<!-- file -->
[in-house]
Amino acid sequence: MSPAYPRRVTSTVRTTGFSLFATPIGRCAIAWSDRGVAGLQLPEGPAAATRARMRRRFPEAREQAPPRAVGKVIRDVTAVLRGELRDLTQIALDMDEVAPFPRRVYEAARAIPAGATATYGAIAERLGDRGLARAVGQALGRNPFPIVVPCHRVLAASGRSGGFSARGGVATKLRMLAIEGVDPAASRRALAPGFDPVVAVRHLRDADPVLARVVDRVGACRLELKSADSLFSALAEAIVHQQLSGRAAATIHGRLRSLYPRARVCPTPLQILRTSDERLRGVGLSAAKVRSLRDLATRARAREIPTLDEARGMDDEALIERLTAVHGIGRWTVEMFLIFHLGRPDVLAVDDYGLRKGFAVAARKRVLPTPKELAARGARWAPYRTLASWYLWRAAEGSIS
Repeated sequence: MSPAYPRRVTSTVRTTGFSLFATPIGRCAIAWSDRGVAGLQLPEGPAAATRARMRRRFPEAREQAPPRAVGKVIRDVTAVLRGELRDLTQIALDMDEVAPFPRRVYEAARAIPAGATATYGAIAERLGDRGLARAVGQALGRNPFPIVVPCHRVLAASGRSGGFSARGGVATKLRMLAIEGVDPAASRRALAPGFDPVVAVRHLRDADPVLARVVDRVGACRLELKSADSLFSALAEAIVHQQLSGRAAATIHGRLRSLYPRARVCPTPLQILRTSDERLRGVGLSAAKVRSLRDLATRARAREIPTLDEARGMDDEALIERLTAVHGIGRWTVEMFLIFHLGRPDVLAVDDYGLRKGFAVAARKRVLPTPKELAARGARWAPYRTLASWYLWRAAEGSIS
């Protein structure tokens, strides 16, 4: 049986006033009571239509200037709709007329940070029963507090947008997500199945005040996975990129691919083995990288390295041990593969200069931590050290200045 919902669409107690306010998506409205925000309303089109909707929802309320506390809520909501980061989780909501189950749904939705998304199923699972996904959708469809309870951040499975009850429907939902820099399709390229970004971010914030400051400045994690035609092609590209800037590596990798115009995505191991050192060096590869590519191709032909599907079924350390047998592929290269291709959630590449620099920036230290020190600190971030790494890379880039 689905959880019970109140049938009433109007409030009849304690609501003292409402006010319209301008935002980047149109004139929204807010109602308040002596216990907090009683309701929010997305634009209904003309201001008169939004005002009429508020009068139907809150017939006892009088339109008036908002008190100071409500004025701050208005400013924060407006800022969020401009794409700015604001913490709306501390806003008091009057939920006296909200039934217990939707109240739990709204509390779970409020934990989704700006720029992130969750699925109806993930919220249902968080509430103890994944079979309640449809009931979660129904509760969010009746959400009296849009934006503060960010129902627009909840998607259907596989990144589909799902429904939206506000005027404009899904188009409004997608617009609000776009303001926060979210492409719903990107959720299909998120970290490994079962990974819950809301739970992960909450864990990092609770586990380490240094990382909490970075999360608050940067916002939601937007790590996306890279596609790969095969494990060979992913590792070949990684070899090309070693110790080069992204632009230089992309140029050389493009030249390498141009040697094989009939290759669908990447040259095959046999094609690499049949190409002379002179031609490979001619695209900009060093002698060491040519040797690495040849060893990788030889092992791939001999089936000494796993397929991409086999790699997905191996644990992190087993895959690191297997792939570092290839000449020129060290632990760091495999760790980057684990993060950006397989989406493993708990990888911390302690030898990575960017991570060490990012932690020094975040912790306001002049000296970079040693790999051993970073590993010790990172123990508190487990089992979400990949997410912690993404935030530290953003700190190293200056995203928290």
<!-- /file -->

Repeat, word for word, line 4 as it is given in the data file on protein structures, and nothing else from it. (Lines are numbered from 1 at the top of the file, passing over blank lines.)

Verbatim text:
């Protein structure tokens, strides 16, 4: 049986006033009571239509200037709709007329940070029963507090947008997500199945005040996975990129691919083995990288390295041990593969200069931590050290200045 919902669409107690306010998506409205925000309303089109909707929802309320506390809520909501980061989780909501189950749904939705998304199923699972996904959708469809309870951040499975009850429907939902820099399709390229970004971010914030400051400045994690035609092609590209800037590596990798115009995505191991050192060096590869590519191709032909599907079924350390047998592929290269291709959630590449620099920036230290020190600190971030790494890379880039 689905959880019970109140049938009433109007409030009849304690609501003292409402006010319209301008935002980047149109004139929204807010109602308040002596216990907090009683309701929010997305634009209904003309201001008169939004005002009429508020009068139907809150017939006892009088339109008036908002008190100071409500004025701050208005400013924060407006800022969020401009794409700015604001913490709306501390806003008091009057939920006296909200039934217990939707109240739990709204509390779970409020934990989704700006720029992130969750699925109806993930919220249902968080509430103890994944079979309640449809009931979660129904509760969010009746959400009296849009934006503060960010129902627009909840998607259907596989990144589909799902429904939206506000005027404009899904188009409004997608617009609000776009303001926060979210492409719903990107959720299909998120970290490994079962990974819950809301739970992960909450864990990092609770586990380490240094990382909490970075999360608050940067916002939601937007790590996306890279596609790969095969494990060979992913590792070949990684070899090309070693110790080069992204632009230089992309140029050389493009030249390498141009040697094989009939290759669908990447040259095959046999094609690499049949190409002379002179031609490979001619695209900009060093002698060491040519040797690495040849060893990788030889092992791939001999089936000494796993397929991409086999790699997905191996644990992190087993895959690191297997792939570092290839000449020129060290632990760091495999760790980057684990993060950006397989989406493993708990990888911390302690030898990575960017991570060490990012932690020094975040912790306001002049000296970079040693790999051993970073590993010790990172123990508190487990089992979400990949997410912690993404935030530290953003700190190293200056995203928290």